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I have a site that can be accessed both through http (http://mysite.com) and https (https://mysite.com). The https version holds secured content, while the http content is for public use. Both contents are on the same server.

Some of the https pages contain some elements such as images that are hosted on the http pages. So when one goes to the https site, IE's security alert pops up saying that the content required contains nonsecure data. knowing that there is no risk anyway, I want to stop that popup. Is this something to be done only through the IE's settings on the client side or do I need to do something about the SSL certificate and configurations? Any guide is highly appreciated.

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You have a genuine security problem that breaks the protection of SSL and could lead to your users unknowingly leaking their own data to an attacker. Attempting to hide this problem from your users is arguably a malicious act in its own right. Fix your problem; don't attempt to mask it from your innocent users. –  Cheekysoft Jun 25 '12 at 15:45
    
Sure Cheekysoft. I am actually working on this and at quick pace:) Thanks again for all your valuable comments. –  Adia Jun 26 '12 at 6:31

2 Answers 2

up vote 2 down vote accepted

IE isn't the only browser that will give a popup of that nature. From memory, Firefox and Chrome have similar warnings (like they remove the padlock, or make the https go red in the address bar, instead of green).

The only way you can get it to go away is to only reference https resources in https pages. Have you checked to see what you're referring to doesn't have a secure version? All of the tools I have used generally have an equivalent https:// domain.

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Thanks for the quick reply. Actually on Firefox and Chrome there was no alert; it is just on IE that I get security alerts and that non-secured data are not displayed. Well, after putting a copy of those images on the secured side and linking to those, at least images appeared on IE as well, but I still get the alert. I know there are some other elements left that I haven't been able to find them, that's why the alert, but I was wondering if there was a way on the server side to tell browsers to ignore any elements hosted on the http side of my side and let them through. –  Adia Jun 25 '12 at 14:23
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Firefox/Chrome aren't as intrusive by design - but I'm confident if you look around, view page info, those warnings are there. My best recommendation to fix this would be to install Firebug for Firefox, or just use Chrome and right click > inspect element. From here, you will see a "Network" tab. Click it, and refresh the page. You'll see the server access every resource it needs to load your page - just look at any that aren't secure and change them. Unfortunately there is no setting ignoring warnings, since it essentially says 'please be insecure for a bit'. Browsers won't do that happily. –  Jay Jun 25 '12 at 14:43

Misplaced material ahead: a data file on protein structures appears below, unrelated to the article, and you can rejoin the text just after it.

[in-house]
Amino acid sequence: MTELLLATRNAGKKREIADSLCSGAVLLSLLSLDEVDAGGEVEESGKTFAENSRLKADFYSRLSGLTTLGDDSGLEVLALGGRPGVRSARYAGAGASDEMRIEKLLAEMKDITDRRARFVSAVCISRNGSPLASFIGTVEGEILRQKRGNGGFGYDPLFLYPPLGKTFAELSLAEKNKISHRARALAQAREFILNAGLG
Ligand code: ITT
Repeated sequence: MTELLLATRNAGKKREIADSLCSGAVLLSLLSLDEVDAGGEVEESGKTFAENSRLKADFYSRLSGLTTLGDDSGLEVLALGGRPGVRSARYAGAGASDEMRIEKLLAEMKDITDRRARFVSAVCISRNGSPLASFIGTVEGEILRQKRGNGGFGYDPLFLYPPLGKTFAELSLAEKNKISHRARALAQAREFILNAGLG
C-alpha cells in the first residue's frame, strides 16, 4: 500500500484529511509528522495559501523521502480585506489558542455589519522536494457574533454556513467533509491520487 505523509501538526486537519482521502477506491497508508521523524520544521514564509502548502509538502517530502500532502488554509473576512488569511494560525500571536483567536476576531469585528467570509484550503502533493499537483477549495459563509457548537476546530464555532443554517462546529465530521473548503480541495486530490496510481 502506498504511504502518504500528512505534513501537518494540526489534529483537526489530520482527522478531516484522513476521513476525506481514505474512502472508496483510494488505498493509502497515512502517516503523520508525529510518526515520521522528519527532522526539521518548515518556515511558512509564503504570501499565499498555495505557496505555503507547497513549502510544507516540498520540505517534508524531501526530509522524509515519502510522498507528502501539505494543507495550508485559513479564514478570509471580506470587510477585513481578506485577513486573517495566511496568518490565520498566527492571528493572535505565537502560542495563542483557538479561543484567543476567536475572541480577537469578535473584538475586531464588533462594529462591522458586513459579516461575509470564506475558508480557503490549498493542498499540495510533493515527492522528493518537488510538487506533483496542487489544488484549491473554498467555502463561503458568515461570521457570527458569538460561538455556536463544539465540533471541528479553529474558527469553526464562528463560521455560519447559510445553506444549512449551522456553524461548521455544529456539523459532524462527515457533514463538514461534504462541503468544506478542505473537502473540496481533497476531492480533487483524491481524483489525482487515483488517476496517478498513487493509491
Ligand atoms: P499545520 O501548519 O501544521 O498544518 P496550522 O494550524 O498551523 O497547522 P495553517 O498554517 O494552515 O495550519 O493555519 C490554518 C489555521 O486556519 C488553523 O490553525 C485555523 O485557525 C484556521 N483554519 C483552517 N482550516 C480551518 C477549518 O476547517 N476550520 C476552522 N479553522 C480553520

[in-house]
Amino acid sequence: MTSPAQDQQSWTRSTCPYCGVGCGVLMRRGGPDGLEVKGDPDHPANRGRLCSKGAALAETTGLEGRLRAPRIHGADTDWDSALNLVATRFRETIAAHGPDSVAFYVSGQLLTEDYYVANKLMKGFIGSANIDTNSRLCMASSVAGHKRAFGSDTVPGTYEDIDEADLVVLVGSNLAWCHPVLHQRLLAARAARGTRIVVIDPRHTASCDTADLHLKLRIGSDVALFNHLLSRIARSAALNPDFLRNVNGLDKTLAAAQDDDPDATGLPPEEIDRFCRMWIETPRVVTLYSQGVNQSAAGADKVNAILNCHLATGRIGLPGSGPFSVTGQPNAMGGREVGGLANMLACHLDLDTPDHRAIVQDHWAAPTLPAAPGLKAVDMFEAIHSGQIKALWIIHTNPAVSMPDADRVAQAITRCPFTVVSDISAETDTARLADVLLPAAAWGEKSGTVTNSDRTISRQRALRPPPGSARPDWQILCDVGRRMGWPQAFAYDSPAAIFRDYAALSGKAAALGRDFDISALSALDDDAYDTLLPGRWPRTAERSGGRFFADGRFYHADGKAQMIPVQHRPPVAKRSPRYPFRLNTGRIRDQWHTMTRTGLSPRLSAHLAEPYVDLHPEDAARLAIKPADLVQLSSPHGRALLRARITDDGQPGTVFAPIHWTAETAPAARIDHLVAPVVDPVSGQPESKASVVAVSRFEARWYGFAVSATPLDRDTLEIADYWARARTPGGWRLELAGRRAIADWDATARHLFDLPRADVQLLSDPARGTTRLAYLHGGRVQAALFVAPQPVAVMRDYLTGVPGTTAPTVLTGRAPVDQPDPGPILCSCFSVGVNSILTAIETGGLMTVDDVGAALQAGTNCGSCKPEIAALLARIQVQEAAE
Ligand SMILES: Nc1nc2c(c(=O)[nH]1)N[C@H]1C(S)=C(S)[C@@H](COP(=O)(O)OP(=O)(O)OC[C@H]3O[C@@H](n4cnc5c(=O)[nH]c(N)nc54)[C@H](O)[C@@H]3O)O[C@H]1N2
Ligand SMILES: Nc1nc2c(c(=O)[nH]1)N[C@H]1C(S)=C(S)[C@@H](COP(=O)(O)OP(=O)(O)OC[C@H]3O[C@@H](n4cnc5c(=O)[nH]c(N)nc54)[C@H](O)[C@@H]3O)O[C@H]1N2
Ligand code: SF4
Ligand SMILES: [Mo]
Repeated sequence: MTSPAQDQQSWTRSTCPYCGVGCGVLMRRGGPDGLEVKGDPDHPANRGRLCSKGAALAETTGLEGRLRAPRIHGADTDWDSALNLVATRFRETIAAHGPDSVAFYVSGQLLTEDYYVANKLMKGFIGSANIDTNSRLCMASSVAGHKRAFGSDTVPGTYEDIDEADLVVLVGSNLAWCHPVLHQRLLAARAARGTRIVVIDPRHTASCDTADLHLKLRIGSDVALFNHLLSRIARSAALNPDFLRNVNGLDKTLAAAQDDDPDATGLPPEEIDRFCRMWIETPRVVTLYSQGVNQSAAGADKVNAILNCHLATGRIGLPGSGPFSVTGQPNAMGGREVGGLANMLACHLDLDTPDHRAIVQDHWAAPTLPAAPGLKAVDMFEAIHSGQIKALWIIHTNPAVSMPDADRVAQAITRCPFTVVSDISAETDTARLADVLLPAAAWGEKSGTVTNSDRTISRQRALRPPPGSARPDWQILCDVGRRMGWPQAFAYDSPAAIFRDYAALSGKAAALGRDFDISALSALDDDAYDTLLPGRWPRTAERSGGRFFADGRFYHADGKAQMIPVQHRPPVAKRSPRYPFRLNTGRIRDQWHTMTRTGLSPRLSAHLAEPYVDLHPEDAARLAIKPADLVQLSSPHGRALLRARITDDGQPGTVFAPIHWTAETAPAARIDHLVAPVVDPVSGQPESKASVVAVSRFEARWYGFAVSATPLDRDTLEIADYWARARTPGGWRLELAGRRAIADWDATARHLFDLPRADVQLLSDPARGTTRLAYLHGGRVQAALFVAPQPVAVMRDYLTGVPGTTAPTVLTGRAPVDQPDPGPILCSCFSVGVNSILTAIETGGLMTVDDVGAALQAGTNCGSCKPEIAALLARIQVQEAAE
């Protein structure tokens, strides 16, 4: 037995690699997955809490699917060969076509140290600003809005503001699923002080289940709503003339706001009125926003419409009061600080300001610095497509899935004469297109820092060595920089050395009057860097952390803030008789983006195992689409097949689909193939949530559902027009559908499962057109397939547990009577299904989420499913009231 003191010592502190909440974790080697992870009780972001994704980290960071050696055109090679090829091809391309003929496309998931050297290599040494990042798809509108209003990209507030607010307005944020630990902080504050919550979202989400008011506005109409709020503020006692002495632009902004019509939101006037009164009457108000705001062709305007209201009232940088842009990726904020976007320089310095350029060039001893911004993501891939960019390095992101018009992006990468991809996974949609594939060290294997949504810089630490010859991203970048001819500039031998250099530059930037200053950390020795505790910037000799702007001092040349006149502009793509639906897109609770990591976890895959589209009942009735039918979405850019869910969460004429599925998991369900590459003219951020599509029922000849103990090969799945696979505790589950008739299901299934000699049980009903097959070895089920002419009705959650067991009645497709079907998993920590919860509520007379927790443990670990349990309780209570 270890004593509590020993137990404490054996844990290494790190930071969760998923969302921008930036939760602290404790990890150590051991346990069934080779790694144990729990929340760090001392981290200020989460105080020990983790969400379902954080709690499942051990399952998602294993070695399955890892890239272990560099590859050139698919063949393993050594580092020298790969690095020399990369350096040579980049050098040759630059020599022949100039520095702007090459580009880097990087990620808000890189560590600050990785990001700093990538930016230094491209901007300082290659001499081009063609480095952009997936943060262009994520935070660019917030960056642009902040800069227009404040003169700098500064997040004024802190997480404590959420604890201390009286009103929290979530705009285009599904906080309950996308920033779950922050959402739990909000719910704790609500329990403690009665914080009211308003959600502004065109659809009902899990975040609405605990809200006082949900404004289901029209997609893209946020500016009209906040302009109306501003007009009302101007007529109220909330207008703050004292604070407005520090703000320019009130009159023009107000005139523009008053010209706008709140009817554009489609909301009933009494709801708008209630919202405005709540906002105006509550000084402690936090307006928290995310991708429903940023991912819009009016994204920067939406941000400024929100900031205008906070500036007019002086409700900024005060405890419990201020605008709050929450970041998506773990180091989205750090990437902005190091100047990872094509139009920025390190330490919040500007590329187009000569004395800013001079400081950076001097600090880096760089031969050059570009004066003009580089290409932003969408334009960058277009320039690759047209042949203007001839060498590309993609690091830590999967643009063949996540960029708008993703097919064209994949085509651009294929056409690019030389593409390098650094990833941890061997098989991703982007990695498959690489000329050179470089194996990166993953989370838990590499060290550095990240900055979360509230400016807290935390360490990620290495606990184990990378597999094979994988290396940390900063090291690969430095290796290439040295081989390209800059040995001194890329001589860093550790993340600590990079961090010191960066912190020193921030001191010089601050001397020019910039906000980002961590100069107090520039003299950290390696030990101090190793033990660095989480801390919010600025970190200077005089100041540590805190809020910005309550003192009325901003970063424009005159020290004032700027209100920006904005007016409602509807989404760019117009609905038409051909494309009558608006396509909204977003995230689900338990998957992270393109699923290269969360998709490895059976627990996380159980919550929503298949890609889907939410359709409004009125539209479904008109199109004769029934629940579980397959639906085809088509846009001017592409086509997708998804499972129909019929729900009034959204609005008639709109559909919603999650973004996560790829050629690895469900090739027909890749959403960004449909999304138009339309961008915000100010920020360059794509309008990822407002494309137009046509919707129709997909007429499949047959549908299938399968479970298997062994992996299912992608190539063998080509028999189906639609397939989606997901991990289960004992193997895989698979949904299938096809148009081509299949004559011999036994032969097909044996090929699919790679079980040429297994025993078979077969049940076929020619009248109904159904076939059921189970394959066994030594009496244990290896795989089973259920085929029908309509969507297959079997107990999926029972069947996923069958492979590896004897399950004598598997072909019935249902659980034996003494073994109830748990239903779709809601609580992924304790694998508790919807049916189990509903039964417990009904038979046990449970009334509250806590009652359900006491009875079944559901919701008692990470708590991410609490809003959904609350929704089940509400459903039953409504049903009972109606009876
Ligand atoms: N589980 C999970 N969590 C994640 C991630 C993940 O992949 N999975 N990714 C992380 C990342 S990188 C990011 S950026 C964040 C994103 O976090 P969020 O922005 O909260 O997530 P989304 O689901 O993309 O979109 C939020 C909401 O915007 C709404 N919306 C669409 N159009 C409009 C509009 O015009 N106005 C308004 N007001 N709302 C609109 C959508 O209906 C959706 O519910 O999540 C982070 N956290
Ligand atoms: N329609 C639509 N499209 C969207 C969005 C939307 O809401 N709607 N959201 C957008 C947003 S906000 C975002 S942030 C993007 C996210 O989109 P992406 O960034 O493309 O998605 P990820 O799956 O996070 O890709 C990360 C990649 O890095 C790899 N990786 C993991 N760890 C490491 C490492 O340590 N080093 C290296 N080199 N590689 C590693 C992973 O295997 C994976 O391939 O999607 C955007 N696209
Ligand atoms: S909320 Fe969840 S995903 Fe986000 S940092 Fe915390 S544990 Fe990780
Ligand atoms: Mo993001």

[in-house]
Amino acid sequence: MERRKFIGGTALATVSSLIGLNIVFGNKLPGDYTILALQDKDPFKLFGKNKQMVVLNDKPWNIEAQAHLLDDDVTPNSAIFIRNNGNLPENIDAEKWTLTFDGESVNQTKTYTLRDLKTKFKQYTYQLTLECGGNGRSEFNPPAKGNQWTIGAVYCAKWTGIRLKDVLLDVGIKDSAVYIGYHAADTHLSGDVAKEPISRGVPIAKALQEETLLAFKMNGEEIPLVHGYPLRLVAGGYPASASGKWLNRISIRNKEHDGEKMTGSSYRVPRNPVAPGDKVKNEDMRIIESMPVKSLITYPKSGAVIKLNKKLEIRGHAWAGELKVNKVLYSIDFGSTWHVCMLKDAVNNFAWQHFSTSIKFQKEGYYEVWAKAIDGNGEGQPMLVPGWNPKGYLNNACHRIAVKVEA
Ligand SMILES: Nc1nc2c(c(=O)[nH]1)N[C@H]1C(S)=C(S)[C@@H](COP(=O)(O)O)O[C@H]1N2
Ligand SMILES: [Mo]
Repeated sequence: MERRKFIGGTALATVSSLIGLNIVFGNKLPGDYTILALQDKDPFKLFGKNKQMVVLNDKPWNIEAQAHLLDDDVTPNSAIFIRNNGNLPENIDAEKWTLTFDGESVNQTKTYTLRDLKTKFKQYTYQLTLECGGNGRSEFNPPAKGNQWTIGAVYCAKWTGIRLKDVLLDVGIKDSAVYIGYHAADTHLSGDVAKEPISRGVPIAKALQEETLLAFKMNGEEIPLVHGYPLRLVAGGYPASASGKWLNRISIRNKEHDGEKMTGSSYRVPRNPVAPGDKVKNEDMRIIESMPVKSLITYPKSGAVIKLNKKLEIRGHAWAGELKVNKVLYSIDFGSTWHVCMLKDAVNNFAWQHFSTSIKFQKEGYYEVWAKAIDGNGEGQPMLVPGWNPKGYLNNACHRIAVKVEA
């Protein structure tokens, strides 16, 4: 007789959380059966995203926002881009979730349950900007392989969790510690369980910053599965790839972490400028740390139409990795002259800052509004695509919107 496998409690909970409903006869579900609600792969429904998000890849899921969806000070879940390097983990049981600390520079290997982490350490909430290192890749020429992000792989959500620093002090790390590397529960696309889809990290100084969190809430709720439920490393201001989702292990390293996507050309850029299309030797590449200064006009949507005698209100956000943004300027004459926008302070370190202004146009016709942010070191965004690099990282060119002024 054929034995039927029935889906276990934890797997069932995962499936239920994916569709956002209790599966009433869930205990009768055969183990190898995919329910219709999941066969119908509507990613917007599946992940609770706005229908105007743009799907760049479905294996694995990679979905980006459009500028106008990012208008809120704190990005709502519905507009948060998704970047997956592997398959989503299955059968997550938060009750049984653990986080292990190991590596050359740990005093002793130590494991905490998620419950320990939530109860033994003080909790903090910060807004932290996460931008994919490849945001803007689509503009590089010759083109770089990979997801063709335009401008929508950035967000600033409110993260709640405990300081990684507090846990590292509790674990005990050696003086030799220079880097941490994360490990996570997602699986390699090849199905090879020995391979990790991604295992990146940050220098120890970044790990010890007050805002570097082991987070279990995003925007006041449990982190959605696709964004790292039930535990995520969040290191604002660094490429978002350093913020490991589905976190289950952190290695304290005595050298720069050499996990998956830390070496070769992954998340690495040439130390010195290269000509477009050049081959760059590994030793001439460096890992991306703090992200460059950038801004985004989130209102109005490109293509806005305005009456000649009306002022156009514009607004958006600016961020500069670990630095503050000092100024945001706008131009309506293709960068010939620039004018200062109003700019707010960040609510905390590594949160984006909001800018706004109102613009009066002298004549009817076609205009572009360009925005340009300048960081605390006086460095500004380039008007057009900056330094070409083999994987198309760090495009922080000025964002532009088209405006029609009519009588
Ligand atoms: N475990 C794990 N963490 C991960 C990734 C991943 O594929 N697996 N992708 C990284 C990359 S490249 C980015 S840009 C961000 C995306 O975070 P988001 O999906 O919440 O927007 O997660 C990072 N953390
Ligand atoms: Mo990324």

Thanks a lot Jay Shah for the help. –  Adia Jun 26 '12 at 6:31

Please understand that the alert is there for a reason. The SSL certificate in place protects against man-in-the-middle attacks*. If you load in resources from non-https sources, then the man-in-the-middle protection you otherwise would have, is lost. The user's data may still be encrypted, but it doesn't really matter if the user is sending all his data to an attacker's computer that is decrypting it itself!

You need to remember that HTTPS is an all-or-nothing scheme. As soon as you introduce a non-HTTPS element into your page, you have essentially lost all the security that SSL has to provide.

Please mount your resources (or somehow make them available) on both HTTP and HTTPS URLs and load them accordingly. If you don't you are putting your users at unnecessary risk.

*only if you have a fully valid SSL certificate.

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Whether to report a warning/error for this is something that is under current discussion in the browser developer community- so expect this to change. Everyone thinks that ideally browsers should refuse to load such pages at all, however the only reason that they don't all even as much as warn/error at the moment, is that there are so many ill-configured HTTPS sites out there right now, that it would piss off the users too much if it was introduced. Please don't add another ill-configured site to the list –  Cheekysoft Jun 25 '12 at 14:47

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